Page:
Central Flying Service Inc v. Starnet Insurance Company et al

Filing 95

ORDER granting 81 Motion. Counts IV and VI of the third amended complaint are dismissed without prejudice. Signed by Judge J. Leon Holmes on 12/3/2015. (jak)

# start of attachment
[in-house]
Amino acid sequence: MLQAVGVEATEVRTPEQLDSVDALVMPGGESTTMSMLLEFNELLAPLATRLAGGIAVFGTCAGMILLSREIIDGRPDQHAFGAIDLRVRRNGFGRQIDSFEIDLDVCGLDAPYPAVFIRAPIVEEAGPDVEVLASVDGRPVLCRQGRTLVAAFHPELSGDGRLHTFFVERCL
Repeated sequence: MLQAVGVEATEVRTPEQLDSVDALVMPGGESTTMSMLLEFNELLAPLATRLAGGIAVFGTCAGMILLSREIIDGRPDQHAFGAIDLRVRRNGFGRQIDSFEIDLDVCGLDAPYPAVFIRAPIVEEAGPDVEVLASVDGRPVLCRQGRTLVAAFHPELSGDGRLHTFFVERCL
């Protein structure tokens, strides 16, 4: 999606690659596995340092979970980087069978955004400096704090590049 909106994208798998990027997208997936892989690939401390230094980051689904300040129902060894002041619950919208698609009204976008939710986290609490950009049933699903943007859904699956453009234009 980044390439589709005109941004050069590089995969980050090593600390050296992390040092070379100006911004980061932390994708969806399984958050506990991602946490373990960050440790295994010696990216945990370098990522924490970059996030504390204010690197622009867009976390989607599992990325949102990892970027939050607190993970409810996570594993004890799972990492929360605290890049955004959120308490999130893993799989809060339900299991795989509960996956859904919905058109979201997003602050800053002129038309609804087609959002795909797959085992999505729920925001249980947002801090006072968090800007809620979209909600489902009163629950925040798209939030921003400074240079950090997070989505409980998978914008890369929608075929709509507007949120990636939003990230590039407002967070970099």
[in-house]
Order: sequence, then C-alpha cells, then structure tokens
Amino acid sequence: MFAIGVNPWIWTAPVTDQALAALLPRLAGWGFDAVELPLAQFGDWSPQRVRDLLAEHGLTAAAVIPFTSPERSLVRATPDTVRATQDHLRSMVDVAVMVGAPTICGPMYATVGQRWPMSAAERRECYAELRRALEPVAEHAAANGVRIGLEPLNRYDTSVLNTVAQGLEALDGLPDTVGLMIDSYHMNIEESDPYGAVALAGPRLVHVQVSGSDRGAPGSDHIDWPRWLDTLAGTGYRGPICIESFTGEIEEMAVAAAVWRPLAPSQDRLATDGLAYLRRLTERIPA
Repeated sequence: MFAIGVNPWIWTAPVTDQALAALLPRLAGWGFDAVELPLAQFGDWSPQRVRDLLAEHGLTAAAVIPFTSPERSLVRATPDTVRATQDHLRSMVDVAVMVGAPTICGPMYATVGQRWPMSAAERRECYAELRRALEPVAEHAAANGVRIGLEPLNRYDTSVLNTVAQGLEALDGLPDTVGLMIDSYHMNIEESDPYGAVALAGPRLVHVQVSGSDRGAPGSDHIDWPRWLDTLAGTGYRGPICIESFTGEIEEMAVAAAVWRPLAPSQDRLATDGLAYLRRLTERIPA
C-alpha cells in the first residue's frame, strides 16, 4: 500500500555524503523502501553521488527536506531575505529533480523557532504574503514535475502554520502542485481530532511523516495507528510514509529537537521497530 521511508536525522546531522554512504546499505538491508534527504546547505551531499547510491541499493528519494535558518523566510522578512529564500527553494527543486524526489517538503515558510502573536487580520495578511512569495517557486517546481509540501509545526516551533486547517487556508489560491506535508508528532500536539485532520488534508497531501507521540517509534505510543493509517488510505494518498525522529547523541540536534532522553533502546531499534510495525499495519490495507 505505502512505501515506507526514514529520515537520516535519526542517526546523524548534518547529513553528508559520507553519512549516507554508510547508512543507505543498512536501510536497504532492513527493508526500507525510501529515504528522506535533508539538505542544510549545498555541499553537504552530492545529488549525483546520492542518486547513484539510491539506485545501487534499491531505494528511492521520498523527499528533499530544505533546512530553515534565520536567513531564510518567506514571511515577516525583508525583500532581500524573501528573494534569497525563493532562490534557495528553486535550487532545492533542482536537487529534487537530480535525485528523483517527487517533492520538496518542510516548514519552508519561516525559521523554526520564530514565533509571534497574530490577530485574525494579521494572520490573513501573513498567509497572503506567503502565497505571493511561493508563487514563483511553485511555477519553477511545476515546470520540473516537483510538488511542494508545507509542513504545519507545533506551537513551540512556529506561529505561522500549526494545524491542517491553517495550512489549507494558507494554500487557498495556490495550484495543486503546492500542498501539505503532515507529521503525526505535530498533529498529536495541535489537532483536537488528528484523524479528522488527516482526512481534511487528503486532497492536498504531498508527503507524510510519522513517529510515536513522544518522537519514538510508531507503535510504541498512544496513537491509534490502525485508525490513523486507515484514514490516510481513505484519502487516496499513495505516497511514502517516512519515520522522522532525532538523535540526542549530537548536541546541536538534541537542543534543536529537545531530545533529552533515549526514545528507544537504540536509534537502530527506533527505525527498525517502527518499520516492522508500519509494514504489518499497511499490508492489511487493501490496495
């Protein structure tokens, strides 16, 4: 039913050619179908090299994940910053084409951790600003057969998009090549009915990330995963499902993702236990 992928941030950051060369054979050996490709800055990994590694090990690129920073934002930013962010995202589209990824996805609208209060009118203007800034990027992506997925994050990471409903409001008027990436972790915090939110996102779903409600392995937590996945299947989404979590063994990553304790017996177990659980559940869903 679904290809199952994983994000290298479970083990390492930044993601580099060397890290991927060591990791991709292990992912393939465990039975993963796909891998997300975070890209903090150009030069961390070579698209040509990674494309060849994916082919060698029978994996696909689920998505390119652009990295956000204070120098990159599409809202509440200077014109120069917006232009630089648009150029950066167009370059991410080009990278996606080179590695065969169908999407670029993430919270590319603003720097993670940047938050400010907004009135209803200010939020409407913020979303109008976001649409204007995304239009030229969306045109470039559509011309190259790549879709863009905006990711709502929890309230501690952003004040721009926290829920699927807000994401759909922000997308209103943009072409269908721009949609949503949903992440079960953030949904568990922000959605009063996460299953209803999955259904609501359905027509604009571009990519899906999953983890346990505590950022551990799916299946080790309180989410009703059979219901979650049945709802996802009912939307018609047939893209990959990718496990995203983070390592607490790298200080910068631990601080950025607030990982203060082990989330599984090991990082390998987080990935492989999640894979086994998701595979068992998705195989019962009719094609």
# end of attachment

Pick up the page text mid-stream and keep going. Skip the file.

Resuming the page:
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IN THE UNITED STATES DISTRICT COURT EASTERN DISTRICT OF ARKANSAS WESTERN DIVISION CENTRAL FLYING SERVICE, INC. v. PLAINTIFF No. 4:13CV00330 JLH STARNET INSURANCE COMPANY; FLIGHTLINE, LLC; CHARTER EXPRESS INCORPORATED; RPI AIR, INC.; REPLACEMENT PARTS, INC.; CAL FREENEY; PAMELA TISDALE, Individually and as Executrix and Personal Representative of the Estate of Don Thompson; MELISSA ANN HART, Individually and as Executrix and Personal Representative of the Estate of Dean L. Hart, Sr.; MICHELLE LARCHE, Individually and on Behalf of her Minor Son Lucien Alex Larche; JANET MAULDIN, Individually and as Administratrix of the Estate of Mason Mauldin; and SENTRY CASUALTY COMPANY DEFENDANTS OPINION AND ORDER This is an insurance coverage dispute between Central Flying Service, Inc., and StarNet Insurance Company. Central Flying Service commenced this action seeking a declaration that it was entitled to a defense and indemnity for claims against it as a result of an airplane crash. The crash tragically killed everyone onboard and led to three wrongful death actions against Central Flying Service, for which StarNet refused to provide a defense or indemnification. Central Flying Service subsequently filed a second amended complaint to add as defendants the plaintiffs in those underlying tort actions. Central Flying Service then settled the underlying tort actions, which meant that the request for declaratory relief was no longer necessary, so it filed a third amended complaint to drop the claim for declaratory relief and to assert claims for breach of contract, breach of fiduciary duty, bad faith, negligence, and punitive damages. StarNet has moved to dismiss the claims for breach of fiduciary duty and negligence pursuant to Federal Rule of Civil Procedure 12(b)(6). For the following reasons, the motion to dismiss is granted. StarNet issued to Central Flying Service an insurance policy that provided coverage for liability arising from bodily injuries and property damage in connection with a 1998 Beech Bonanza A36 aircraft owned by Central Flying Service, subject to several exclusions. On January 24, 2013, this aircraft, while flown by an employee of Central Flying Service, crashed near Monroe, Louisiana. Three wrongful death actions were filed against Central Flying Service in connection with the crash, but StarNet refused to defend and indemnify Central Flying Service and denied its claim for property damage to the aircraft, asserting that certain exclusions in the policy precluded coverage. Central Flying Service and the wrongful-death plaintiffs later informed StarNet that settlement negotiations were ongoing and if StarNet contributed its policy limits, the parties would have an opportunity to settle. StarNet refused to participate in settlement negotiations. According to the second amended complaint, Central Flying Service sold the majority of its assets to a third party at below market value and used the proceeds to settle the three wrongful-death actions. To survive a motion to dismiss under Federal Rule of Civil Procedure 12(b)(6), a complaint must contain “a short and plain statement of the claim showing that the pleader is entitled to relief.” Fed. R. Civ. P. 8(a)(2). Although detailed factual allegations are not required, the complaint must set forth “enough facts to state a claim to relief that is plausible on its face.” Bell Atl. Corp. v. Twombly, 550 U.S. 544, 570, 127 S. Ct. 1955, 1974, 167 L. Ed. 2d 929 (2007). “A claim has facial plausibility when the plaintiff pleads factual content that allows the court to draw the reasonable inference that the defendant is liable for the misconduct alleged.” Ashcroft v. Iqbal, 556 U.S. 662, 678, 129 S. Ct. 1937, 1949, 173 L. Ed. 2d 868 (2009). The court must accept as true all of the factual allegations contained in the complaint, Twombly, 550 U.S. at 572, 127 S. Ct. at 1975, and must draw all reasonable inferences in favor of the nonmoving party. Gorog v. Best Buy Co., Inc., 760 F.3d 787, 792 (8th Cir. 2014). The complaint must contain more than labels, conclusions, or 2 a formulaic recitation of the elements of a cause of action, which means that the court is “not bound to accept as true a legal conclusion couched as a factual allegation.” Twombly, 550 U.S. at 555, 127 S. Ct. at 1965. StarNet’s first argument is that it did not owe a fiduciary duty to Central Flying Service. Document #82 at 3. “A fiduciary relationship exists between two persons, one of whom has a duty to act for the benefit of another and owes the other duties of good faith, trust, confidence, and candor.” 1 HOWARD W. BRILL & CHRISTIAN H. BRILL, ARK. LAW OF DAMAGES § 15:3 (6th ed. 2015). Certain relationships, such as the attorney-client relationship and the trustee-beneficiary relationship, by their nature are fiduciary relationships. See Cole v. Laws, 349 Ark. 177, 185, 76 S.W.3d 878, 883 (2002); Hosey v. Burgess, 319 Ark. 183, 189, 890 S.W.2d 262, 265 (1995). A fiduciary’s obligations include a duty of loyalty, a duty to deal impartially with the beneficiary, and a duty to exercise reasonable care. See Sexton Law Firm, P.A. v. Milligan, 329 Ark. 285, 298, 948 S.W.2d 388, 395 (1997). These obligations are not extinguished by contract: [R]egardless of the express terms of an agreement, a fiduciary may be held liable for conduct that does not meet the requisite standards of fair dealing, good faith, honesty, and loyalty. The guiding principle of the fiduciary relationship is that selfdealing, absent the consent of the other party to the relationship, is strictly proscribed. Id. A fiduciary must not engage in conduct that conflicts with the interests of the person to whom the fiduciary duty is owed. Berry v. Saline Mem’l Hosp., 322 Ark. 182, 187, 907 S.W.2d 736, 739 (1995). Whether a fiduciary relationship exists is a question of law. Long v. Lampton, 324 Ark. 511, 520, 922 S.W.2d 692, 698 (1996). The third amended complaint alleges: 25. StarNet had a fiduciary duty to its insured – Central Flying Service which included an obligation to attempt to settle claims to protect its insured. StarNet refused to settle claims to protect its insured. StarNet refused to defend its insured 3 and further failed to attempt to settle the claims. Therefore, Central Flying Service was forced to attempt to settle the claims. *** 39. StarNet was the insurer for Central Flying Services and as an insurer StarNet was in a fiduciary relationship with it[s] insured. 40. The contract between the parties does not prevent or limit the existence of the fiduciary duty which arises from the relationship itself. Document #77 at 4, ¶25, 6 ¶¶39-40. Central Flying Service alleges that StarNet breached its fiduciary duty by putting its own interests above those of its insured, conducting an inadequate and incomplete investigation, focusing its investigation on finding a basis for denying coverage, refusing to defend its insured, and refusing to settle the claims against its insured. Id. at 7, ¶¶ 42-45. The policy provides that StarNet “may make such investigation and settlements of any claim or suit as it deems expedient . . . .” Document #2 at 12. Citing this provision of the insurance contract, Central Flying Service argues that StarNet became a fiduciary when it acquired contractually the right to investigate and settle claims against its insured. Document #87 at 2-3. Both parties rely on S. Farm Bureau Cas. Ins. Co. v. Parker, 232 Ark. 841, 341 S.W.2d 36 (1960). There, Parker sued his automobile liability insurer, Southern Farm Bureau, for failing to settle a lawsuit against him that could have been settled within policy limits. 232 Ark. at 841, 341 S.W.2d at 37. Southern Farm Bureau defended Parker in the lawsuit, which resulted in a $12,500 jury verdict and judgment in favor of the plaintiff. Id. Parker subsequently retained private counsel and settled the judgment for $6,500. Id. Southern Farm Bureau paid $5,000 – the policy limit – and Parker paid the remaining $1,500. Id. Then, Parker sued Southern Farm Bureau for negligence and bad faith based on Southern Farm Bureau’s refusal of an offer by the plaintiff to settle the lawsuit within the policy limits for $4,000, despite Parker’s insistence that the offer be accepted. Id. Although Parker asserted claims for negligence and bad faith, the trial court instructed the jury only 4 on the negligence claim. Id. at 846, 341 S.W.2d at 39. The jury found that Southern Farm Bureau was negligent and awarded damages of $1,500, after which Southern Farm Bureau appealed. Id. at 841, 341 S.W.2d at 37. On appeal, Southern Farm Bureau argued that the trial court erred by instructing on negligence rather than bad faith. Id. at 843, 341 S.W.2d at 38. The Arkansas Supreme Court held that the trial court did not err by instructing on negligence because Southern Farm Bureau owed Parker, its insured, “the duty to act in good faith and also the duty to act without negligence.” Id. at 847-48, 341 S.W.2d at 40. Although the issue on appeal was whether an insured can recover from an insurer for negligence in failure to settle a claim, the court in dicta discussed an insurance company’s duty to exercise good faith toward the insured when deciding whether to settle, quoting the Tenth Circuit: ‘When a liability insurance company by the terms of its policy obtains from the insured a power, irrevocable during the continuance of its liability under the policy, to determine whether an offer of compromise of a claim shall be accepted or rejected, it creates a fiduciary relationship between it and the insured with the resulting duties that grow out of such a relationship. Under policies like those here involved, the insurer and the insured owe to each other the duty to exercise the utmost good faith. While the insurance company, in determining whether to accept or reject an offer of compromise, may properly give consideration to its own interests, it must, in good faith, give at least equal consideration to the interests of the insured and if it fails so to do its acts in bad faith.’ Id. at 848-49, 341 S.W.2d at 41 (quoting American Fidelity & Cas. Co. v. Nichols, 173 F.2d 830, 832 (10th Cir. 1949)). Though the Tenth Circuit used the phrase “fiduciary relationship” in its discussion of an insurer’s duty to act in good faith, it describes something less than a fiduciary duty by stating that the insurer must “give at least equal consideration to the interests of the insured . . . .” Nichols, 173 F.2d at 832 (emphasis added). In a fiduciary relationship, the fiduciary has a duty to act primarily for the benefit of the other; the fiduciary may not give “equal consideration” to its 5 interests and the interests of those to whom a fiduciary duty is owed. Nevertheless, the Arkansas Supreme Court used the Tenth Circuit’s language in its discussion of the good faith issue: In the case at bar the policy which the Insurance Company issued to Parker provided that the Insurance Company would defend any suit – “but the company shall have the right to make such investigation, negotiation, and settlement of any claim or suit as may be deemed expedient by the company . . .” By this language the Insurance Company became a fiduciary to act, not only for its own interest, but also for the best interest of Parker. Parker, 232 Ark. at 849, 341 S.W.2d at 41. Because Parker recognizes that an insurer that defends and controls settlement must act “not only for its own interest, but also for the best interest of [the insured],” the insurer is not a true fiduciary. See Bernhard v. Farmers Ins. Exchange, 915 P.2d 1285, 1288-90 (Colo. 1996) (the duty of an insurer that controls the defense is “quasi-fiduciary” in nature, not a true fiduciary duty); John H. Bauman, Emotional Distress Damages and the Tort of Insurance Bad Faith, 46 DRAKE L. REV. 717, 735 n.129 (1998) (the duty is “fiduciary-like” because courts permit the insurer to consult its own interests as well as the insured’s). The issue in Parker was whether the insurer was required to prove bad faith, not whether the insurer was a fiduciary, and the context of this discussion was the insurer’s obligation to act in good faith. It appears that when the Supreme Court stated that the insurer became a fiduciary, it meant that the insurer had a duty to act in good faith. Cf. Bailey v. Allstate Ins. Co., 844 P.2d 1336, 1339 (Colo. App. 1992) (because an insurer has a right to protect its own interests along with those of the insured, the relationship is not a fiduciary one, although each party owes the other a duty of good faith and fair dealing). The Arkansas Court of Appeals acknowledged Parker in Employers Ins. of Wausau v. Didion Mid-South Corp., 65 Ark. App. 201, 987 S.W.2d 745 (1999). Unlike Parker, Employers Ins. of 6 Wausau involved a tort claim for breach of fiduciary duty.1 Id. at 206, 987 S.W.2d at 747. The insurance company, arguing that it did not owe a fiduciary duty to its insured, cited Parker in acknowledging that an insurance company may owe a fiduciary duty in limited circumstances. Id. at 205, 987 S.W.2d at 747. The Court of Appeals found that there was sufficient evidence to uphold a jury’s finding that the insurance company breached its duty to the insured, stating: Therefore, without deciding the issue of whether a fiduciary duty always exists between an insurer and its insured, there was sufficient evidence present under the facts of this case to support the finding of the jury that [the insurer] breached its fiduciary duty to [the insured]. [The insurer] assumed no risk. It was reimbursed for all costs and payments made for [the insured’s] workers' compensation claims. Plus, it received a 20% to 30% premium above that total cost. The no-risk posture of [the insurer] eliminated any reason or need for [the insurer] to pursue any self-protective measures and left [the insurer] with only one duty—the duty to act in the best interest of its insured. This situation is unlike those in which insurers issue policies that assume a monetary risk, resulting in competing interests to protect. Id. at 207, 987 S.W.2d at 748 (emphasis added). The Eighth Circuit, applying Arkansas law in Hortica-Florists’ Mutual Insurance Company v. Pittman Nursery Corporation, discussed the justification provided by the Arkansas Court of Appeals for its decision to uphold a jury verdict in favor of the insured on a breach of fiduciary duty claim: Although at least one court has questioned whether a fiduciary duty exists in cases where the insurance company assumes a monetary risk and the resulting competing interests between the policyholder and its own bottom line, [Employers Ins. of Wausau], the holding in Parker remains good law. It therefore appears [the insurer] owed [the insured] a duty to act as a fiduciary. 729 F.3d 846, 858 (8th Cir. 2013). In Pittman Nursery, the insured alleged that the insurer, which had been ordered by the court to defend claims against its insured, manipulated its provided defense in order to escape its obligation under the insurance policies. Id. at 855. Citing Parker, the Eighth 1 The insurance company argued on appeal that Parker did not support the court’s adoption of a tort claim for breach of fiduciary duty against insurance companies, but it had not raised the issue at the trial level so the court did not reach the issue. Id. at 205-06, 987 S.W.2d at 747. 7 Circuit said, “[w]hen the terms of an insurance policy give the insurer the right ‘to determine whether an offer of compromise of a claim shall be accepted or rejected, it creates a fiduciary relationship between it and the insured with the resulting duties that grow out of such a relationship.’” Pittman Nursery, 729 F.3d at 858 (quoting Parker, 232 Ark. at 849, 341 S.W.2d at 41). A significant factual difference distinguishes this case from Parker, Nichols (upon which Parker relies), Employers Ins. of Wausau, and Pittman Nursery. In those cases, either the insurer had assumed responsibility for the defense of the insured or a court had declared that the insurer had a contractual duty to defend the insured. Parker, 323 Ark. at 843-44, 341 S.W.2d at 38; Nichols, 173 F.2d at 831; Employers Ins. of Wausau, 65 Ark. App. at 204, 987 S.W.2d at 747; Pittman Nursery, 729 F.3d at 850. In contrast, Central Flying Service denied coverage, refused to defend and refused to participate in settlement negotiations. Document #77 at 3, ¶18. And while Central Flying Service sought a declaration that StarNet had a duty to defend, it settled the underlying actions before obtaining a ruling. Id. at 4-5, ¶26. The Seventh Circuit, applying Indiana law, described the circumstances giving rise to a fiduciary relationship between an insurer and its insured: Under third party liability coverage when the insured is sued by a third party, the insurance company takes over the defense of the suit and the insured cannot settle the matter without the permission of the insurer. It is this control of the litigation by the insurer coupled with differing levels of exposure to economic loss which gives rise to the ‘fiduciary’ nature of the insurer’s duty . . . . Craft v. Econ. Fire & Cas. Co., 572 F.2d 565, 569 (7th Cir. 1978) (emphasis added). See also St. Paul Fire & Marine Ins. Co. v. A.P.I., Inc., 738 N.W.2d 401, 407 (Minn. Ct. App. 2007) (an insurer is not a fiduciary until it becomes obligated to defend and assumes control of the defense of the insured); Farris v. U.S. Fidelity and Guaranty Co., 587 P.2d 1015, 1019 n.2 (Or. 1978) (“Far from 8 standing for the proposition that the fiduciary relationship arises from the right to control, if the cases [cited by the insured to argue that a fiduciary duty is owed when the insurer does not undertake the defense of its insured] indicate anything it is that, to the contrary, it arises from the exercise of the defense provided for under the policy and thus from entering upon a fiduciary relationship.”); John H. Bauman, Emotional Distress Damages and the Tort of Insurance Bad Faith, 46 DRAKE L. REV. 717, 735 (1998) (“The courts . . . began to view the insurer as assuming a fiduciary-like duty when it took control of the litigation, and so began to require the company to give more consideration to the insured’s interests.”). The conclusion that under Arkansas law the act that gives rise to a heightened duty is assuming control of the litigation is confirmed by the manner in which the Arkansas Supreme Court in Parker distinguished Home Indemnity Co. v. Snowden, 223 Ark. 64, 264 S.W.2d 642 (1954): Appellant complains bitterly of the failure of the court to give its instructions on the “bad faith” theory; and says that in Home Indemnity Co. v. Snowden . . . we approved instructions that contain the idea of bad faith. We are here considering a factual situation entirely different from that in Home Indemnity Co. v. Snowden. There, the insurance company refused to admit any unconditional liability; and the insured settled with the injured parties in advance of trial and sued the insurance company for the amount of the settlement. Here, the Insurance Company all the time admitted to its insured full liability to the extent of the coverage, but failed to effect settlement within such limits. Parker, 232 Ark. at 848, 341 S.W.2d at 40. In Snowden, the insurance company denied coverage and refused to participate in a settlement. 223 Ark. at 68, 264 S.W.2d at 645. This case is more akin to Snowden, where the insurer denied coverage, than to Parker, where the insurer at all times admitted coverage, and, based on that admission, assumed control of the defense and the settlement negotiations. Here, StarNet denied coverage, denied that it had a duty to defend, and refused to participate in settlement negotiations. As a result, Central Flying Service hired its own counsel, conducted its 9 own investigation, and participated independently in settlement negotiations. By declining to defend and indemnify Central Flying Service, StarNet may have violated its contractual obligations under the insurance policy, and it may have committed bad faith2 – StarNet has not moved to dismiss those claims – but because StarNet had not assumed the defense and taken control of settlement negotiations, it was not in a fiduciary relationship with Central Flying Service. Whenever an insured presents a claim to a liability insurer, the insurer’s initial decisions must be, first, whether it may have coverage and therefore a duty to defend and, second, whether it actually has coverage and therefore a duty to indemnify.3 If a liability insurer had a fiduciary duty to the insured in making those decisions, it could never decline to defend or indemnify because, by definition, a fiduciary has an obligation to subordinate its own interests to the interests of the one to whom a fiduciary duty is owed. Cf. Miller v. ACE USA, 261 F. Supp. 2d 1130, 1141 (D. Minn. 2003) (“Where the insurer is not yet acting as advocate for the insured in dealing with a third party, 2 A recent law review article explains: There are two general types of bad-faith claims against insurers, which are known by reference to the party bringing the action. Third-party bad-faith claims involve some act taken by an insurer while in a fiduciary relationship with the insured with respect to a third party, such as the failure to settle a meritorious claim brought by the third party. First-party bad-faith claims involve breach of the covenant of good faith and fair dealing inherent in every contract between a policyholder and an insurer. Nathan Price Chaney, A Survey of Bad Faith Insurance Tort Cases in Arkansas, 64 ARK. L. REV. 853, 855-56 (2011). “For first-party bad-faith claims, the insurer breaches the duty of good faith and fair dealing, while in third-party claims, the insurer breaches a fiduciary duty to act in the insured’s best interests.” Id. at 860. 3 The duty to defend is broader than the duty to indemnify and arises when there is a possibility that the claim may be covered. Watkins v. S. Farm Bureau Cas. Ins. Co., 2009 Ark. App. 693, 7, 370 S.W.3d 848, 853. 10 the conflict of interest inherent in settlement negotiations and creating the fiduciary duty is not at issue.”). Count IV fails as a matter of law. StarNet’s second argument is that negligent performance of an insurance contract is not a cognizable tort under Arkansas law. Document #82 at 6. Central Flying Service bases its negligence claim on allegations that StarNet failed to provide a defense or indemnification, failed to investigate the crash fully and thoroughly, failed to settle the claim within policy limits though it had the opportunity,4 and delayed its coverage decisions. Document #77 at 10-11, ¶69, ¶¶71-78. Arkansas courts do not recognize a tort for mere nonperformance by an insurance carrier. Farm Bureau Ins. Co. of Ark., Inc. v. Running M Farms, Inc., 366 Ark. 480, 491, 237 S.W.3d 32, 40 (2006) (stating that “Arkansas has never recognized the tort of failure to act (nonfeasance) apart from the tort of bad faith.”). “Prosser has pointed out that an action in tort cannot ordinarily be based upon a breach of contract which amounts to mere nonfeasance, which means not doing the thing at all, as distinguished from misfeasance, which means doing it improperly.” Id. (quoting Findley v. Time Ins. Co., 264 Ark. 647, 653, 573 S.W.2d 908, 911 (1978)). In Running M Farms, an insured brought an action against its insurer alleging claims for breach of contract by failing to pay a claim, negligent performance of a contract, and tortious interference with a business expectancy. 366 Ark. at 482, 237 S.W.3d at 34. The insured purchased crop-hail insurance from the insurer for wheat crops. Id. at 483, 237 S.W.3d at 34. When a storm damaged the wheat crops, the insured reported the damage but its insurer responded that there was 4 While the Arkansas Supreme Court recognized a cause of action for negligence based on the failure by an insurer to settle a claim within policy limits, as discussed previously in the context of a cause of action for breach of fiduciary duty, such a cause of action arises only when the insurer assumes control of settlement negotiations and then unreasonably fails to settle the claim. Parker, 232 Ark. at 848-49, 341 S.W. at 40-41. 11 no coverage under the policy. Id. The insured requested a reinspection and the insurer ultimately offered a settlement of the claim. Id. at 483, 237 S.W.3d at 35. The insured based its negligence claim on allegations that agents of the insurer visited the farm three times but refused to meet the insured’s demands and that it was foreseeable to the insurer that failure to timely pay the claim would harm the insured. Id. at 492, 237 S.W.3d at 41. While the insured characterized this conduct as misfeasance, the Supreme Court of Arkansas characterized it as nonfeasance. Id. The court held that while the failure by the insurer to pay the insured’s claims may constitute a breach of the insurance contract, such a failure is not actionable in tort. Id. “In sum, the mere refusal to pay a disputed insurance claim cannot constitute misfeasance, not to mention wanton or malicious conduct, when there is an actual controversy with respect to liability.” Id. at 493, 237 S.W.3d at 42. Central Flying Service argues that, unlike the insured in Running M Farms, its negligence claim is based on conduct that constitutes misfeasance, rather than nonfeasance because “StarNet negligently conducted duties it undertook.” Document #87 at 6. The duties to which Central Flying Service refers are duties that arose from the insurance contract: “Pursuant to the policy of insurance StarNet issued to Central Flying Service, StarNet was contractually obligated to defend and indemnify plaintiff in connection with each of the claims made in the underlying actions . . . .” Document #77 at 5, ¶30. The contract also provides that StarNet may make investigation and settlements of any claim. Document #2 at 12. The alleged failure by StarNet to exercise its contractual duties in a manner agreeable to Central Flying Service – including “delaying” its decision whether to provide coverage – is nonfeasance. See, e.g., Findley, 264 Ark. at 653, 573 S.W.2d at 911 (“Paragraphs A, B, and C, and D merely allege that the defendant has failed to explain, failed to investigate, and failed to contact the plaintiff or her physician. Such inaction does not give rise to a cause of action in tort.”). See also Chicago Title Ins. Co. v. Ark. Riverview Dev., 12 LLC, 573 F. Supp. 2d 1152, 1159 (E.D. Ark. 2008) (“[The insured] is arguing that [the insurer] negligently performed its duties under the insurance contract, but the Supreme Court of Arkansas has held that negligent performance of an insurance contract is not a tort in Arkansas”). “Allegations of contractual nonfeasance do not give rise to claims for negligence in tort under Arkansas law.” GeoVera Specialty Ins. Co. v. Graham Rogers, Inc., 636 F.3d 445, 451 (8th Cir. 2011). Therefore, Count VI fails as a matter of law. CONCLUSION For the foregoing reasons, StarNet’s motion to dismiss is GRANTED. Document #81. Counts IV and VI of the third amended complaint are dismissed without prejudice. IT IS SO ORDERED this 3rd day of December, 2015. __________________________________ J. LEON HOLMES UNITED STATES DISTRICT JUDGE 13